The Bushnell Trophy logs the date, time, and even temperature, so you can accurately track when wildlife is present. This kit comes with an adjustable web belt and cam buckle for securing the camera to a tree, post, or another object.
The only downside is the 720p output, which feels a bit dated. Still, the optics are solid, and the video and pictures are clean and clear, thanks to the 20MP resolution. The LCD on this model is tiny, so be prepared to view most footage on a computer or phone via the memory card. For most, this is a good trail cam that will serve you well.
- Night vision flash
- All hardware included
- Clear display
And the best trail cameras is …
The best binoculars bring things up close and personal, but they don’t operate on their own. Trail cameras do the hard work while you’re far away.
The trail camera you choose should be able to snap high-resolution stills and clear videos no matter what time of day. Since many animals roam at night, it’s critical to invest in a model that can meet the challenges of low-light shooting. My favorite trail camera, the Vikeri E2 outmatches any other unit on the market today.
With 16 megapixels, 1080p video, a wide-angle lens, and a 120-degree viewing range, you’re guaranteed sharp photos and rock steady video from the E2. When motion is detected, the fast trigger never misses a shot, and it’s quick to stop recording when activity disappears from view, saving battery life. We love the night vision. After dark stills and videos are clear and detailed, even in bad weather.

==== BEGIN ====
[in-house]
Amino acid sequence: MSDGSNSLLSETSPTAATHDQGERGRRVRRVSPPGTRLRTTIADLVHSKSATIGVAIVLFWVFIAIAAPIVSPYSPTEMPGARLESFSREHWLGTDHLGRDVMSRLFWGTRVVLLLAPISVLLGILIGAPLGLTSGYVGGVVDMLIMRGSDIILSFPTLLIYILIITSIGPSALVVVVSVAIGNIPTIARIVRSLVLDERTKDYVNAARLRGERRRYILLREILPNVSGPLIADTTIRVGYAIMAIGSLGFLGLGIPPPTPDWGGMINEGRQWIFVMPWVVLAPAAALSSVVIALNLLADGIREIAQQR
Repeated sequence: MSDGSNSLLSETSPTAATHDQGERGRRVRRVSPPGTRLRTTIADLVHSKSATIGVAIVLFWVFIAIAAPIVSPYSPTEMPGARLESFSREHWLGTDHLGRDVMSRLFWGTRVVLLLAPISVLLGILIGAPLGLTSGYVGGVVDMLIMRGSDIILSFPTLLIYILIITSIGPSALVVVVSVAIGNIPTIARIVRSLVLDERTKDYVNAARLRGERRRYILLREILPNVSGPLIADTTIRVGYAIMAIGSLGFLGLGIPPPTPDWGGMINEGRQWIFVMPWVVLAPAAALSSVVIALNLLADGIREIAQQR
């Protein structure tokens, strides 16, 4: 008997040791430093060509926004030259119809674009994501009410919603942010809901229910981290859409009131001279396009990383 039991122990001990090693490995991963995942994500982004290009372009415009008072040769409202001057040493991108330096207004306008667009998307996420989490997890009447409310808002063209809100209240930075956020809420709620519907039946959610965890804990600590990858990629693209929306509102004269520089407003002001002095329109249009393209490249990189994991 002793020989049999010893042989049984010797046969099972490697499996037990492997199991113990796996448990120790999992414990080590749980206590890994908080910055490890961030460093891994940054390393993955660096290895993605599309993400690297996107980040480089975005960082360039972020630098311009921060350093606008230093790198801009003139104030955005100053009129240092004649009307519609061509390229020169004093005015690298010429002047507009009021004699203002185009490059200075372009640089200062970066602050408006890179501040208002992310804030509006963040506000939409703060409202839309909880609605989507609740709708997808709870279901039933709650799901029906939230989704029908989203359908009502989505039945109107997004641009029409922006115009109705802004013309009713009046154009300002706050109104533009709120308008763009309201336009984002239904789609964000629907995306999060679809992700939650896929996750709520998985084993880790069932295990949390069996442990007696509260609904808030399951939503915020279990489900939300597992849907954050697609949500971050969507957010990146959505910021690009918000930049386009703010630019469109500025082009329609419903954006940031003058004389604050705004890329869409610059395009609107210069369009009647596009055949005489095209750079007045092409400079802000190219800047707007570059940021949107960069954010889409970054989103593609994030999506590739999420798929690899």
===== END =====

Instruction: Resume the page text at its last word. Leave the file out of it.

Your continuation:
My one gripe is that the 2.4-inch LCD is too small to display fine details. You can see them, but you’ll need to remove the memory card and view it on a laptop or tablet. For wildlife viewing, scouting, and home security, it’s a no-brainer to invest in the Vikeri E2. The camera comes with a memory card, batteries, and all the hardware required for installation.
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Credits — The team that worked on this guide
Jodi Owan is a seasoned wildlife photographer who relies on trail cameras for a living. Find her on Instagram and her website.